"New York City actually does have problems, very serious problems. The 9/11 attacks wiped out 20 percent of the city's downtown office space — 16 million square feet. Firms are fleeing the city, with the encouragement of their clients, and of the federal government, which is nervous about so much of the nation's wealth being managed from one small and vulnerable district. The stock-market slide has caused a further cratering, with Wall Street jobs down eight percent since 1999. That 25-year-old bond trader has moved to Houston. His tailor, his restaurateur, his dentist, and his real-estate agent are short of a customer, in fact of many customers. The city faces a deficit of $3.5 billion in the fiscal year starting this July. Crime is rising, the city public schools are bedlams of illiteracy and violence, rent control creates a housing market with a top and a bottom but no middle, city hospitals are run by the porters' unions, and the streets are filling up with vagrants. Meanwhile, the city has a civil-service workforce one-seventh the size of Uncle Sam's. And Bloomberg is worried that illegals aren't getting their welfare checks! He thinks this is a problem!"

I saw Bloomberg in Times Square at midnight on New Year's Eve. He turned his head away from the lady he was about to kiss at the stroke of midnight so that the TV camera could get his full face. The lady clumsily kissed Bloomberg on his cheek. I was embarrassed for her. Those two seconds told me all I needed to know about the man.

John Fonte shows that Republicans overwhelmingly, and by a larger percentage than Democrats, supported the 1964 Civil Rights Act.

"Although the Democrats controlled both houses of the Congress at the time, a much-higher percentage of Republicans than Democrats supported the civil-rights bill. For example, in the House, Republicans voted for civil rights by a margin of 79 percent to 21 percent, 136-35. The Democrats' margin was 153-91 or 63 percent to 37 percent."

So why are Democrats able to accuse Republicans of being racist while completely ignoring the facts? Why has the media been complicit in continuing this Republican-as-racist theme? I really don't know except that Republicans oppose affirmative action. That seems to be the reason Republican's are vilified as racists. The fact of the matter, however, is that the 1964 Civil Rights Act, which was supported by the major civil rights groups of that era, explicitly makes the point that it is not intended to give preferences based on race, religion, color, or national origin:

"On April 9, 1964, Hubert Humphrey replied to the allegation that Title VII on employment discrimination would lead to racial preferences by stating, "It the Senator can find in Title VII…any language which provides that an employer will have to hire on the basis of percentage or quota related to color, race, religion, or national origin, I will start eating the pages one after another, because it is not in there."

To ensure that the bill would not be misinterpreted to promote racial and gender preferences, the pro-civil forces added an amendment to Title VII, Section 703 (j) that stated, 'Nothing contained in this title shall be interpreted to require any employer…to grant preferential treatment to any individual or any group because of race, color, religion, sex, or national origin…on account of an imbalance which may exist…with respect to the total number or percentage of persons of any race, color, religion, or sex, or national origin…in comparison with the total number or percentage of persons…in any community…or in any available work force….'"

Republicans are opposed to race based preferences because of principles. These principles are laid out in the Constitution and were reinforced with overwhelming Republican support for the Civil Rights Act of 1964. History cannot be denied. Read the whole piece by Fonte.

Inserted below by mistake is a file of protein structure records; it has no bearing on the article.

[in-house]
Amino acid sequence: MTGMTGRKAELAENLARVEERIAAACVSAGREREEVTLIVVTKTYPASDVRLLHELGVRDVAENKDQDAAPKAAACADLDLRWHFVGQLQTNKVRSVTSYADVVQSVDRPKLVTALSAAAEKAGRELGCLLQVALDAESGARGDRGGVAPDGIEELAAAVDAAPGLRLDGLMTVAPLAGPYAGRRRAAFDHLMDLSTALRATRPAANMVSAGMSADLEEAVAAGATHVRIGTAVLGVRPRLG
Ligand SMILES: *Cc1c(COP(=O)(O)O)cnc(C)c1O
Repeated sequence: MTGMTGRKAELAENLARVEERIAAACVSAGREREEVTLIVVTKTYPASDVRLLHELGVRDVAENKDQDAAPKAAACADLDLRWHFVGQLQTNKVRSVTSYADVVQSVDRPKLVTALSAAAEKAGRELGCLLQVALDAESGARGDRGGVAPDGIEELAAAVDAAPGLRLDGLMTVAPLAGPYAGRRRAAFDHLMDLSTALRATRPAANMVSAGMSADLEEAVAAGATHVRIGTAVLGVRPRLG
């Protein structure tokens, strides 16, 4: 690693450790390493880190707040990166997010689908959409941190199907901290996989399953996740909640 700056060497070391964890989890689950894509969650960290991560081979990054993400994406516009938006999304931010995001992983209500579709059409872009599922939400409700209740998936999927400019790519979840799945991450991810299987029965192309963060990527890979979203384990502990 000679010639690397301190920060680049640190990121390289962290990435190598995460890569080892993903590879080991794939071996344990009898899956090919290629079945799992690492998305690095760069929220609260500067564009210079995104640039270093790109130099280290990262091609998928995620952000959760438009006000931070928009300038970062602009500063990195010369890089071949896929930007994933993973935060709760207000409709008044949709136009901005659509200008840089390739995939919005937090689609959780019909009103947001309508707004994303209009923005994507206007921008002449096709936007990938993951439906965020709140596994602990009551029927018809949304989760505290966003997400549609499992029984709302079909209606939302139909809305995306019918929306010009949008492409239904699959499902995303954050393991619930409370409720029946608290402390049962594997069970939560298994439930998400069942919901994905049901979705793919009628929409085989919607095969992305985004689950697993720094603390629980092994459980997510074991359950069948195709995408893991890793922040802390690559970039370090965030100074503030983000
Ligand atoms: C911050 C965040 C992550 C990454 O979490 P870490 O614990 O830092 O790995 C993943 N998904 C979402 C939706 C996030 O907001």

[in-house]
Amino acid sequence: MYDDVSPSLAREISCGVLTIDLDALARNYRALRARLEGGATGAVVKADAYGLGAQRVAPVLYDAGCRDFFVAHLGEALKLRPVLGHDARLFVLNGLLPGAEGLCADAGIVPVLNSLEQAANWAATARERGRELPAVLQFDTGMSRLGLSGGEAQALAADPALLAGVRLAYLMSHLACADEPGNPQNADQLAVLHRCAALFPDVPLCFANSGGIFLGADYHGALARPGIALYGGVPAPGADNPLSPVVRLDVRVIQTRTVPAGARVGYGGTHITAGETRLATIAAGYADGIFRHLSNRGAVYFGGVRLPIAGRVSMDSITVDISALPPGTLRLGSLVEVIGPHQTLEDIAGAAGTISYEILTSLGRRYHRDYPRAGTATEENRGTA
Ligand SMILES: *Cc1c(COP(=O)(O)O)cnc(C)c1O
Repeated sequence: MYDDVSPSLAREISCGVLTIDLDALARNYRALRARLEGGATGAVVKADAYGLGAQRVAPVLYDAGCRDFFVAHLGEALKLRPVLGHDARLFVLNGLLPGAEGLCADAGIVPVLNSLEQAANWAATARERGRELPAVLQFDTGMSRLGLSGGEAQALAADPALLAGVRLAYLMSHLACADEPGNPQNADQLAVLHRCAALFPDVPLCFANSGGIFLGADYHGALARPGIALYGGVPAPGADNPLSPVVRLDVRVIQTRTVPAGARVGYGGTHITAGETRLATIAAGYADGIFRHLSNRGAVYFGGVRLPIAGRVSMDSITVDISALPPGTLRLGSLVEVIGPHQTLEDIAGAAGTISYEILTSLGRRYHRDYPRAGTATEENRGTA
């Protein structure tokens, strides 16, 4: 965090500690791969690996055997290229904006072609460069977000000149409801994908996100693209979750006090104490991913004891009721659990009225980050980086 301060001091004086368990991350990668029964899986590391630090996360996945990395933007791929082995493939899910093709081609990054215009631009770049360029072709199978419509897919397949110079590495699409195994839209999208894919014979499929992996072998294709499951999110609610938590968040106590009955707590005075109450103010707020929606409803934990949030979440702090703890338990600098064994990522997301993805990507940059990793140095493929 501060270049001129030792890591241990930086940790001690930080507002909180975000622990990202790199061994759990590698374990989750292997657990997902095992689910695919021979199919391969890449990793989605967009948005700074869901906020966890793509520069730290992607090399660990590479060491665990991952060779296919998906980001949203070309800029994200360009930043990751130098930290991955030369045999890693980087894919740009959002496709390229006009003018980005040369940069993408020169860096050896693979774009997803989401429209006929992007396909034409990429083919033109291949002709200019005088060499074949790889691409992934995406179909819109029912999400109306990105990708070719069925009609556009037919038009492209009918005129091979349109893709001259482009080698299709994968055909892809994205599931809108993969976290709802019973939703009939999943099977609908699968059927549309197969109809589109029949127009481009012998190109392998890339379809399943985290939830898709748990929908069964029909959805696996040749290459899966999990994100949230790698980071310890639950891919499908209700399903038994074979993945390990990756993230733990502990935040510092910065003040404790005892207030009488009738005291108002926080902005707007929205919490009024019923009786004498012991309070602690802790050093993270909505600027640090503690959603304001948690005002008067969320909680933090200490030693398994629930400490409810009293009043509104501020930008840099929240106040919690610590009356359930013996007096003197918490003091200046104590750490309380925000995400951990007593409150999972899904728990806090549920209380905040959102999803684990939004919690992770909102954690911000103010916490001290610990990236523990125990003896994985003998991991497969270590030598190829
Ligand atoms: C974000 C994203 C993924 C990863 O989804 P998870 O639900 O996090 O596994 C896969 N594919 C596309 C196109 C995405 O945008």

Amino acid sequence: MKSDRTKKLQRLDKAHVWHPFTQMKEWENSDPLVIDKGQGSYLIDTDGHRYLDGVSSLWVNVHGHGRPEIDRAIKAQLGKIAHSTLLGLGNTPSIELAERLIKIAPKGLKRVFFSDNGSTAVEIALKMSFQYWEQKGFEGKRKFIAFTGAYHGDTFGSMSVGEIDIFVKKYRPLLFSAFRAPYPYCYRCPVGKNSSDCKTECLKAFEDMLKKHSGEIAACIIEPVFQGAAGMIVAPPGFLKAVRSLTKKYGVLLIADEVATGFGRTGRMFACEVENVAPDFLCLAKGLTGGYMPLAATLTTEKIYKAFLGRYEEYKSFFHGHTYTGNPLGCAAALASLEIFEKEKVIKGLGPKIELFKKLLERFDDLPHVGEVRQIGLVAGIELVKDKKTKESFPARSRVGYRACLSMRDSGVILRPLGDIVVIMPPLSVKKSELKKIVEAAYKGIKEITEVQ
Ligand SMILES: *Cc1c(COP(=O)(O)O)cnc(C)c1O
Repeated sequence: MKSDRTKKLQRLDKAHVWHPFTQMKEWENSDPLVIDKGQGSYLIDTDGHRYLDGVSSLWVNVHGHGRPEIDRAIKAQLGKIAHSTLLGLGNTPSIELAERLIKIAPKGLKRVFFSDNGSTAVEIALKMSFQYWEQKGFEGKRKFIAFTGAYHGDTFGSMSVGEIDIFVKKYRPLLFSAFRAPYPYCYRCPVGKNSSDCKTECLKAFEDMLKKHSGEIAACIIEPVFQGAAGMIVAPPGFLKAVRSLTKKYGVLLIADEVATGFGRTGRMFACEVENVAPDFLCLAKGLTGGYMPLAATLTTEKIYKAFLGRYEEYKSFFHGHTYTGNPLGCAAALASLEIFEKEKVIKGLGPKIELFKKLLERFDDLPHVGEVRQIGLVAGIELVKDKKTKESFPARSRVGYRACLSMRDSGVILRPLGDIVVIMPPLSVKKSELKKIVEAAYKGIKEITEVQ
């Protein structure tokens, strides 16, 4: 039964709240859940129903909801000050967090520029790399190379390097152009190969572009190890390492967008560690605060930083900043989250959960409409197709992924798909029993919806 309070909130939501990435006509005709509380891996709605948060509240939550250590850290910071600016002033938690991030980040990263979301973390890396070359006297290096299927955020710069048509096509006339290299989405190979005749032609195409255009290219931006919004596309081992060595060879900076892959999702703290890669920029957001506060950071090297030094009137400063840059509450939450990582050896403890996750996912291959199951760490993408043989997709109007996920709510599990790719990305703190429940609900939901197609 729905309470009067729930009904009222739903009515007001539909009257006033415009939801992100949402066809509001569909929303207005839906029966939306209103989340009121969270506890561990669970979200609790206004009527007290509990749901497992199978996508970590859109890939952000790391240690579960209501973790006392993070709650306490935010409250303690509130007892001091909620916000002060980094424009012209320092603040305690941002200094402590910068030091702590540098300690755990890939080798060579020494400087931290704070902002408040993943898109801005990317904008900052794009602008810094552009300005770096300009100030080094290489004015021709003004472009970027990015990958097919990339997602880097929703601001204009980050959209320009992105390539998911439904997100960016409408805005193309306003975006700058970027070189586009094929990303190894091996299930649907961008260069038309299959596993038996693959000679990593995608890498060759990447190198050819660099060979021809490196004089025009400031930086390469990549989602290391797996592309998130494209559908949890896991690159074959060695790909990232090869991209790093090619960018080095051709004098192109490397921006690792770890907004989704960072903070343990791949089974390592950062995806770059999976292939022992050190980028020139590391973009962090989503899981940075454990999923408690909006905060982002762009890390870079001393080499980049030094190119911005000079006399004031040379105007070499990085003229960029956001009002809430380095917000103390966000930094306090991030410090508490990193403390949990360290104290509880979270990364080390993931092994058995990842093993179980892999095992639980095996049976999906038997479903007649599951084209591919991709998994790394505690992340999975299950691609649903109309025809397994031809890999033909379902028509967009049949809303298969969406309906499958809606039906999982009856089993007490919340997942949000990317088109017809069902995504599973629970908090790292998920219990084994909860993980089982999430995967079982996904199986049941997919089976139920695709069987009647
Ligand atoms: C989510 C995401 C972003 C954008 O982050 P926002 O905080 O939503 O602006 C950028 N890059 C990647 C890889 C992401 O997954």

Tuesday, January 07, 2003

Larry Kudlow supports President Bush's tax proposals:

"President Bush has surprised nearly everyone with his decision to propose a big-bang economic growth package that includes a 100% tax exemption on dividends received by individuals. Eliminating the double taxation of corporate dividends will raise stock market values, increase investor returns, and improve both corporate governance and corporate finance practices, in effect becoming the most significant pro-growth tax reform since President Ronald Reagan slashed personal income-tax rates twenty years ago."

President Reagan's tax policies were designed to encourage small business creation by rewarding the risk inherent in starting a business. We can thank Ronald Reagan's long term economic vision for the boom of the 1990's. Bill Clinton had very little to do with it, except that he mostly stayed out of the way. He did implement a tax increase, but he wasn't able to stand in the way of that train coming down the tracks.

Now President Bush is proposing a very similar tax package. He will probably have to compromise at some point, but overall President Bush's tax plan is very similar to Reagan's. The sad part is that the effects might not be felt until years from now and by then someone else will be taking credit for what he did. That's what Clinton did. He took full credit for an economic policy that he had very little to do with.

The Democrats (and some Republicans....President H.W. Bush called Reagan's plan "voodoo economics") were outraged over Reagan's economic plan and accused him of singlehandedly creating a runaway federal deficit (even though they helped by swelling government spending in the 1980's), but when the results of Reagan's policies were finally realized in the 1990's they took full credit where they deserved very little.

Monday, January 06, 2003

Mark Steyn is all over the British "total ban" on gun ownership. This is part of the "progressive" viewpoint on crime:

"After Dunblane, the police and politicians lapsed into their default position: it's your fault. We couldn't do anything about him, so we'll do something about you. You had your mobile nicked? You must be mad taking it out. Why not just keep it inside nice and safe on the telephone table? Had your car radio pinched? You shouldn't have left it in the car. House burgled? You should have had laser alarms and window bars installed. You did have laser alarms and window bars but they waited till you were home, kicked the door in and beat you up? You should have an armour-plated door and digital retinal-scan technology. It's your fault, always."

New York City had this same attitude towards crime in the late 1980's and 1990's. That was before Rudy Guiliani became mayor and proved the left wrong on crime. England will have to come to the same solutions, but it's likely that it will take many more years and a runaway crime rate before they will do something about it.

Sunday, January 05, 2003

The Boston Globe is reporting that US Special Forces and CIA operatives are in Iraq doing reconnaisance and performing laser guidance for attacks on radar installations.

This is really nothing new. Debkafile reported information very similar to this several months ago. I can't find the piece now, but Debkafile said months ago that US and British forces were in Iraq and that for all intents and purposes the war had already begun.